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  1. #1
    ostap77 is offline Key Member
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    Default going to + perfect infinitive

    "Its now -- the votes are going to have been taken here shortly. And hopefully we can move on and work on other things that the country needs to have addressed."

    Would this be a frequent use in contemporary English? Would there be regional preferences?

  2. #2
    Rover_KE is offline Moderator
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    Default Re: going to + perfect infinitive

    You can't use the perfect infinitive if the votes haven't been taken yet.

    'The votes are going to be taken here shortly.'

    Rover

  3. #3
    ostap77 is offline Key Member
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    Default Re: going to + perfect infinitive

    1)"If this is a situation where we are going to have been in water, how am I going to do it with her?"

    2)"We don't think that it's even good for the country because we don't think they're going to get neither peace nor security from this, just -- and it's not, you know -- we don't think, in the end, it's going to have done any good for the country."

    Is it typical of contemporary English to use "going to'' for "will" in such grammatical structures? Would there be any regional preferences?
    Last edited by ostap77; 28-Oct-2012 at 19:08.

  4. #4
    emsr2d2's Avatar
    emsr2d2 is online now Moderator
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    Default Re: going to + perfect infinitive

    I nearly joined in with this thread and then I realised it's the "going to" vs "will" argument again. I've learnt my lesson on that one!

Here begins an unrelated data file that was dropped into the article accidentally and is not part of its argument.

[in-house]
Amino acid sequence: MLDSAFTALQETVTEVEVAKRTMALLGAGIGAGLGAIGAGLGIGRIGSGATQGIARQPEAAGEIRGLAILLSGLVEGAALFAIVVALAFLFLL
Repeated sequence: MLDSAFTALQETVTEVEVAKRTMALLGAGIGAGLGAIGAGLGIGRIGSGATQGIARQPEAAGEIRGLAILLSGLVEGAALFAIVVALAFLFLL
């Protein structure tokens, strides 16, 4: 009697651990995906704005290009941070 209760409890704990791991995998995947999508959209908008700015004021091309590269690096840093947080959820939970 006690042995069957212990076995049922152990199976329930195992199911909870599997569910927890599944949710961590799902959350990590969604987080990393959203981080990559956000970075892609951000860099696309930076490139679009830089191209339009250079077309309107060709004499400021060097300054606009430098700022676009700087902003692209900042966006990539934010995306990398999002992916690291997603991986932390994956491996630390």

Remember - correct capitalisation, punctuation and spacing make posts much easier to read.

  5. #5
    ostap77 is offline Key Member
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    Default Re: going to + perfect infinitive

    So there wouldn't be any difference between "going to have been" and "will have been" or "going to have done" and "will have done in sentences 1) and 2) in post #3?

  6. #6
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    Default Re: going to + perfect infinitive

    "We don't think that it's even good for the country because we don't think they're going to get neither peace nor security from this, just -- and it's not, you know -- we don't think, in the end, it's going to have done any good for the country."
    Note my correction of neither and nor.
    Quote Originally Posted by ostap77 View Post
    So there wouldn't be any difference between "going to have been" and "will have been" or "going to have done" and "will have done in sentences 1) and 2) in post #3?
    There is the normal difference in meaning so often discussed in these forums. In this particular sentence, as sometimes happens, the difference is not particularly significant.

  7. #7
    ostap77 is offline Key Member
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    Default Re: going to + perfect infinitive

    I got you. Thanks. But I pulled those sntences up from COCAE.

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